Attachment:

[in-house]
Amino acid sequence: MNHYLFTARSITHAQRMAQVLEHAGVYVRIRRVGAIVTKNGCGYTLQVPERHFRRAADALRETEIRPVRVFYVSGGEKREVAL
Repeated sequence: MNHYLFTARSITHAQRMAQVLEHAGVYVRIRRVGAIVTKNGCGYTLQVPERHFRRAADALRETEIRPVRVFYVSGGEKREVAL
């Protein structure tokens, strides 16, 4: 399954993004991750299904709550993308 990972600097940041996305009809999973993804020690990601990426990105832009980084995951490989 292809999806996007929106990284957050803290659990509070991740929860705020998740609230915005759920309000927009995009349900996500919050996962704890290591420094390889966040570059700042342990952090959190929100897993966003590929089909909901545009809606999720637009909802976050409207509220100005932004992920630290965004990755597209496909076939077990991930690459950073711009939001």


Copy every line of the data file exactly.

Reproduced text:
[in-house]
Amino acid sequence: MNHYLFTARSITHAQRMAQVLEHAGVYVRIRRVGAIVTKNGCGYTLQVPERHFRRAADALRETEIRPVRVFYVSGGEKREVAL
Repeated sequence: MNHYLFTARSITHAQRMAQVLEHAGVYVRIRRVGAIVTKNGCGYTLQVPERHFRRAADALRETEIRPVRVFYVSGGEKREVAL
């Protein structure tokens, strides 16, 4: 399954993004991750299904709550993308 990972600097940041996305009809999973993804020690990601990426990105832009980084995951490989 292809999806996007929106990284957050803290659990509070991740929860705020998740609230915005759920309000927009995009349900996500919050996962704890290591420094390889966040570059700042342990952090959190929100897993966003590929089909909901545009809606999720637009909802976050409207509220100005932004992920630290965004990755597209496909076939077990991930690459950073711009939001």